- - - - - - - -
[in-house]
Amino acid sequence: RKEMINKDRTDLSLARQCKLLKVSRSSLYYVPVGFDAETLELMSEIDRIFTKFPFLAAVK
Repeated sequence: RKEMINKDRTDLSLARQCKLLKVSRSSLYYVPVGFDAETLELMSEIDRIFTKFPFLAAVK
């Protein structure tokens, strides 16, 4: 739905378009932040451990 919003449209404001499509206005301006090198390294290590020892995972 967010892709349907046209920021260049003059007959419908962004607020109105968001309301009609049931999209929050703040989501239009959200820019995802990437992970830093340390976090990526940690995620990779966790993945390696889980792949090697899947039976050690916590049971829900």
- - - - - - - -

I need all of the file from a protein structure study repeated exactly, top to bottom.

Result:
[in-house]
Amino acid sequence: RKEMINKDRTDLSLARQCKLLKVSRSSLYYVPVGFDAETLELMSEIDRIFTKFPFLAAVK
Repeated sequence: RKEMINKDRTDLSLARQCKLLKVSRSSLYYVPVGFDAETLELMSEIDRIFTKFPFLAAVK
């Protein structure tokens, strides 16, 4: 739905378009932040451990 919003449209404001499509206005301006090198390294290590020892995972 967010892709349907046209920021260049003059007959419908962004607020109105968001309301009609049931999209929050703040989501239009959200820019995802990437992970830093340390976090990526940690995620990779966790993945390696889980792949090697899947039976050690916590049971829900």